The Lab From the Air: The “then” image of JPL from above was taken in September 1950, when the lab’s main patron was the U.S. Army. The “now” image was taken in 2005. Among the signs of expansion: what used to be a green field on the western part of the lab (left side) is now occupied by JPL’s administration building (wide building with black windows), what is known as “The Mall” (an open-air gathering space) and an employee parking lot.
Welcome to JPL: This is what greeted visitors in December 1957. There is no sign at this location today -- instead there is just a stairway that runs up the side of the main administration building (Building 180). The official lab sign has moved farther south, just as the lab itself has expanded farther south out from the base of the San Gabriel Mountains. The “now” picture is from July 2016.
Engineers: The “then” image shows engineers looking at data related to the Venus flyby of Mariner 2, the first flyby of another planet, on Dec. 14, 1962. The “now” image shows engineers monitoring the entry, descent and landing of the Mars rover Curiosity on Aug. 5, 2012.
A Snowy Entrance: A photograph from 1949 shows the lab’s main entrance gate and, to the left, JPL’s administration building at the time (Building 67) after a snowstorm. Building 67 is the Materials Research Building today. The Space Flight Operations Facility (Building 230), which houses JPL’s Mission Control, now stands over the parking area on the right. The main entrance gate moved farther south as the lab expanded. It can be seen in an image from October 2016.
The Gulch for Rocket Testing: At the northeast end of JPL, near the Arroyo Seco, there was a row of rocket test pits and storage buildings that housed explosives. The “then” picture was taken in August 1944. Today, this is a small parking lot behind the Fabrication Shop (Building 103), as seen in this picture from October 2014.
Mission Control: When spacecraft in deep space “phone home,” they do it through NASA’s Deep Space Network. JPL manages the Deep Space Network for NASA and this room in the lab’s Space Flight Operations Facility (Building 230) is the nerve center. Engineers in this room monitor the flow of data. The “then” image was taken in May 1964. The “now” image was taken in October 2016.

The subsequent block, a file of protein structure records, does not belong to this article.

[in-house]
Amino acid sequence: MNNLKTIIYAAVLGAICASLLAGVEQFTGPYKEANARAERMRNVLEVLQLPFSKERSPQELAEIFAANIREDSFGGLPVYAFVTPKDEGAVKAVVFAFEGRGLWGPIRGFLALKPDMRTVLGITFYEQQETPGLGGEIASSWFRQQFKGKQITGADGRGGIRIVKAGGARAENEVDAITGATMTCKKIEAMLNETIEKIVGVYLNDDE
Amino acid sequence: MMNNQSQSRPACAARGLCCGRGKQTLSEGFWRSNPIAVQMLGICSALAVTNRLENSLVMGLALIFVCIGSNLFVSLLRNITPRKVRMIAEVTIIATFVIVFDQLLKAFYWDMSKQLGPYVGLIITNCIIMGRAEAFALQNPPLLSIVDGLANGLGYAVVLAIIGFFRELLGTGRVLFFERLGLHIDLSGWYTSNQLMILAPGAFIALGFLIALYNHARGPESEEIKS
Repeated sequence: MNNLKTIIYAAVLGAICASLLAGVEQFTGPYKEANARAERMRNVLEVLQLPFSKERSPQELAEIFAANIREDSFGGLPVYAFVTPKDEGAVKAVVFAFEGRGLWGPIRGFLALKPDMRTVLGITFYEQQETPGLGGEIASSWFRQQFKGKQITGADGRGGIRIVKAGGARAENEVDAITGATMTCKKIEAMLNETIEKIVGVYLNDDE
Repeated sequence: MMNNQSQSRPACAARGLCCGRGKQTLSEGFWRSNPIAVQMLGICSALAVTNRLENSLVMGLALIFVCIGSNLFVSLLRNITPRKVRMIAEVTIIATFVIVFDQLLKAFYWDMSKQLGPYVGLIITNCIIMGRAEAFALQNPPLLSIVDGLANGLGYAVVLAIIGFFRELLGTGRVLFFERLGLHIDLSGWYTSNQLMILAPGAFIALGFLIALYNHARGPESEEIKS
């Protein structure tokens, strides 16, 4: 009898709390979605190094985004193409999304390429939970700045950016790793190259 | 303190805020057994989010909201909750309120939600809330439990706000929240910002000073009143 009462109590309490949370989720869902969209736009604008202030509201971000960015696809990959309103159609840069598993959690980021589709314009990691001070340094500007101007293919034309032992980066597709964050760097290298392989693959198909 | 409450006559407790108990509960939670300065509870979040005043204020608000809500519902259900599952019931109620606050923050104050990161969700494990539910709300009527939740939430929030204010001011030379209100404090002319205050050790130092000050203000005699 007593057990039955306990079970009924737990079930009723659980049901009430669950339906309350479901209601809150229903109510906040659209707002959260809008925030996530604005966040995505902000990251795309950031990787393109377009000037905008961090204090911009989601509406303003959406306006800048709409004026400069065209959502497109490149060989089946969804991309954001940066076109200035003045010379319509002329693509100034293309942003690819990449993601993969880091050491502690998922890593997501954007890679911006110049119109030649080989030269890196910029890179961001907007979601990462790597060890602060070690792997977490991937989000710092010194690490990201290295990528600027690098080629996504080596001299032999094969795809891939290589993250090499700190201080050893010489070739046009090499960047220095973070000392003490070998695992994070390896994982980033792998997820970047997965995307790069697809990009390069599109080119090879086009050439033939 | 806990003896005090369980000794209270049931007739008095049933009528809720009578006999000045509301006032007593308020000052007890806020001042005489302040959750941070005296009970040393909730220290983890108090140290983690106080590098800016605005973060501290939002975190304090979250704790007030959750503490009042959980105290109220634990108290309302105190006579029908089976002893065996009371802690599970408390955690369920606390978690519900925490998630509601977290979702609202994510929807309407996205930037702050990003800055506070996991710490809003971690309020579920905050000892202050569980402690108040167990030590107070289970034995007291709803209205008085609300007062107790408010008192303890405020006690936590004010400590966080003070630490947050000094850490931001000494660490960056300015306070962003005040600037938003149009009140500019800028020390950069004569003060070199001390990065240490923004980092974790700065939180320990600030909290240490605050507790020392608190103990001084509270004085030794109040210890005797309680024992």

JPL Administration Building: The central hub of JPL’s administration, Building 180, is pictured in January 1965 and October 2014. There was a parking lot where "The Mall," a landscaped open-air gathering place, is now. A small security control post can be seen at the left of the 1965 image. And Building 167, one of the lab’s cafeterias, is on the right of both images.
Science Teams: In December 1972, the science steering group for a mission then-known as Mariner Jupiter Saturn 1977 -- later renamed Voyager -- met at JPL for the first time on the steps in front of the administration building (180). An image from August 2016 shows the first face-to-face science team meeting of NASA’s mission to Jupiter’s moon Europa, also on the steps of Building 180.
Space Flight Support Building: JPL’s Building 264, which hosts engineers supporting space missions in flight, used to be just two stories, but then the Viking project to Mars needed more room. This “then” image dates back to January 1972. The building still serves the same function today, but has eight floors. The “now” image was taken in October 2014.
Where We Tested Rocket Torpedoes: During World War II, JPL had a contract with the U.S. Army to develop rocket torpedoes. This picture from August 1944 shows the test facility, known as the “Tow Channel.” It was used for storage for many years before being torn out to make space for the Earth and Space Science Laboratory (Building 300) and the Microdevices Laboratory (Building 302). The “now” image was taken in October 2014.
JPL’s Gathering Place: The “then” image shows the open-air gathering area known as “The Mall,” in 1971, looking east towards the Applied Mechanics Building (the blocky white building now numbered 157). The person in the foreground is Robert Steinbacher, the project scientist for the Mariner 9 mission to Mars. The concrete bridge crossing the ponds remains, even though the ponds have been removed, in this October 2014 image. Many trees and another building, the Central Engineering Building (301), block the view to Building 157 now.
Former Administration Building: Building 11, one of the oldest buildings on lab, was once JPL’s Administration Building. It is now the Space Sciences Laboratory. The pictures show the building in May 1943 and October 2014.
All Images Credit: NASA/JPL-Caltech